Fake News Fuels Fear in Lebanon
A confusing media landscape leaves citizens desperately searching for credible information.
It is not easy to live in a region that has experienced continuous wars and instability. Lebanon has gone through very hard times since the civil war began in 1975; we have been further shaken by the knock-on effect of the conflict in Syria and the devastating August 4 2020 warehouse explosion in Beirut. Our economy has collapsed and the inefficiency of our government system has exacerbated all these disasters.
The terrible news from Gaza has made Lebanese people even more afraid. Much of the news coming from the media – local and regional - and social networks is full of misleading information.
“Many people believe it is just a matter of time until a new front opens up in this conflict.”
Nonetheless, all we do is follow the news, all the time, changing from one channel to the other, to local channels, US, UK, French, in the attempt to understand and come up with an analysis as to whether we will enter into war or not. Many people believe it is just a matter of time until a new front opens up in this conflict.
My family was in the south; they packed up and all came to Beirut for fear of being trapped in another conflict. Thousands of others in the south have also been internally displaced, with some now living in schools in Tyre. Thousands more have left Lebanon for elsewhere in the Middle East, North Africa or Europe.
Some airlines have already suspended their flights coming into Lebanon. Middle East Airlines (MEA), Lebanon’s national carrier, have evacuated five of their planes to Turkey in case Beirut airport is hit by airstrikes. Insurance companies are refusing to issue more than 20 per cent cover as Lebanon is considered a country at high risk of war. And foreign embassies are calling on their citizens to leave Lebanon before commercial flights are unavailable, and asking them not to visit the country.
People are shopping for food and supplies as if war was imminent, panic buying some goods like cooking oil. That is how frightened they are.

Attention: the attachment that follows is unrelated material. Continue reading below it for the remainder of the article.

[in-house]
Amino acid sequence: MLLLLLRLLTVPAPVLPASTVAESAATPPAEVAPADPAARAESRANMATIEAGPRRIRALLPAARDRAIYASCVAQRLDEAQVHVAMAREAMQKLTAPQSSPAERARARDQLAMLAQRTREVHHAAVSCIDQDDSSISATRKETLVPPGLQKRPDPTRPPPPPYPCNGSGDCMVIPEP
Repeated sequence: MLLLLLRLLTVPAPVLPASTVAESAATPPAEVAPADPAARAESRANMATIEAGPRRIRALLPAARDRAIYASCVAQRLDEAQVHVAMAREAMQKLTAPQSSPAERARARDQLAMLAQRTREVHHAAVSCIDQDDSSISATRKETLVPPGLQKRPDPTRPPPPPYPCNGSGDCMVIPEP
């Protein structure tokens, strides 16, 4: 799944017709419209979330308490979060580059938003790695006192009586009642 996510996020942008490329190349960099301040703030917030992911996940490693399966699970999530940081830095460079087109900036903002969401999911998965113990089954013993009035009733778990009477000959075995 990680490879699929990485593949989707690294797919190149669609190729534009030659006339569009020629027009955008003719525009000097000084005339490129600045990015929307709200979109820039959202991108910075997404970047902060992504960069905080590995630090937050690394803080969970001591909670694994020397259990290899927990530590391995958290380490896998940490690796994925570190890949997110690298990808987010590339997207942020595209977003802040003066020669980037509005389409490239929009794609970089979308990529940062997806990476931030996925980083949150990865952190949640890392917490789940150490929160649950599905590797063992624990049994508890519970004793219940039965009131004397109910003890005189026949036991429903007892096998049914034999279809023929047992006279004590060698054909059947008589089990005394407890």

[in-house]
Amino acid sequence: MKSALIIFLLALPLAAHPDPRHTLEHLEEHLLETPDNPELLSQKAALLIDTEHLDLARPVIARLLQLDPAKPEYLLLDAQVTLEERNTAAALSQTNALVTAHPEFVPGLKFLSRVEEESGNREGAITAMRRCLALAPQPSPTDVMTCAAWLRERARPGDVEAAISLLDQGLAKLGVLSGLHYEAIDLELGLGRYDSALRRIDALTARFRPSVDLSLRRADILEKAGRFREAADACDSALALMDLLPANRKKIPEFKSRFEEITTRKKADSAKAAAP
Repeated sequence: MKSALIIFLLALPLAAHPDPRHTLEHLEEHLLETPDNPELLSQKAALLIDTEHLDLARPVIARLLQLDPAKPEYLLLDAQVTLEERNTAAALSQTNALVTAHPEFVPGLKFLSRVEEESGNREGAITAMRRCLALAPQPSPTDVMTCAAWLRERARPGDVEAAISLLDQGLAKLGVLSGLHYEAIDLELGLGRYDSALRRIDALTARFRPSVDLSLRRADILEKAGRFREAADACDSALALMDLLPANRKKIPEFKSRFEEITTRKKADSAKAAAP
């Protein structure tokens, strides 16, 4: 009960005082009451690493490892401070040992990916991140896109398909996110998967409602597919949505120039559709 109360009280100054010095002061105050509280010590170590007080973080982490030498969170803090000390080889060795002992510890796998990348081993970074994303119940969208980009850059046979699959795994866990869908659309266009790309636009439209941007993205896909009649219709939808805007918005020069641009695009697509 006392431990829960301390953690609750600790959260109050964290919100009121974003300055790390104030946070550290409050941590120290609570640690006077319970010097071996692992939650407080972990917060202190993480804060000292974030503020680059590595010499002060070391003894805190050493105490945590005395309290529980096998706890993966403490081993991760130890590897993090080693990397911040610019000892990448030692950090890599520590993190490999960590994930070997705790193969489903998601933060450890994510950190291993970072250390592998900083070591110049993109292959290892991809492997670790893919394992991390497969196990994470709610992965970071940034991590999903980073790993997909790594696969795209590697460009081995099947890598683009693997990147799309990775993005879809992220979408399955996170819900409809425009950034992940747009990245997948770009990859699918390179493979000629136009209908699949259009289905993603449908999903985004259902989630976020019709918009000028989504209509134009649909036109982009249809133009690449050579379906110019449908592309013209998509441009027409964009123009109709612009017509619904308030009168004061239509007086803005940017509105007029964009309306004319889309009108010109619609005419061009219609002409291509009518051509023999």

This situation is hugely increasing internal tensions. The public discourse in Lebanon is in support of the Palestinians, but it varies from region and city and even village. For example, parts of the south are ready to support Hizbullah and enter the war, while other areas in the middle and north of Lebanon don’t want to interfere in the conflict, although they support the Palestinians. There are fears that Palestinian armed groups might also take advantage of tensions on the border.
There are around 1.5 million Syrians living in Lebanon, and tensions are increasing around that community, too. Syrians from areas in the south bordering Israel are coming to more central locations, fearful of the war. But in the centre, mayors in various villages have warned Syrians living locally that if they receive families from other areas they will all be deported. Local groups have been organised to monitor who is coming in and going out. At the same time, some villages in the south have put pressure on Syrians to leave the area. Of course, Syrians cannot accept further displacement.
“This situation is hugely increasing internal tensions.”
We are all trying to assess the actions of domestic actors. If Hizbullah decides to enter the war, will the opposition accuse them of the consequences and take a decision on behalf of the country? Could more domestic strife lie ahead? Internationally, there are warnings from the US and Israel of severe consequences if Hizbullah launches any full-scale attacks.
And all this is made worse by the confusing media landscape here. There are many sources of information around the country; people can access local, regional and international traditional news and social media. Information is not censored in Lebanon, but people tend to watch channels supporting their point of view, which in turn are controlled and managed by various political parties and manipulate citizens’ sentiments and decisions.
This means that the whole media space is rife with disinformation and misinformation. We don’t know what to believe, which source is credible. There has been fake news spread that border villages have been hit and war is about to break out; rumours about people spying for Israel. I see people emotionally driven by their beliefs and what they support in terms of point of views. So, the news that supports their beliefs will be welcomed.
We are living day by day, making our own judgements and trying to take the right decisions.
Yousuf is a humanitarian aid worker in Lebanon.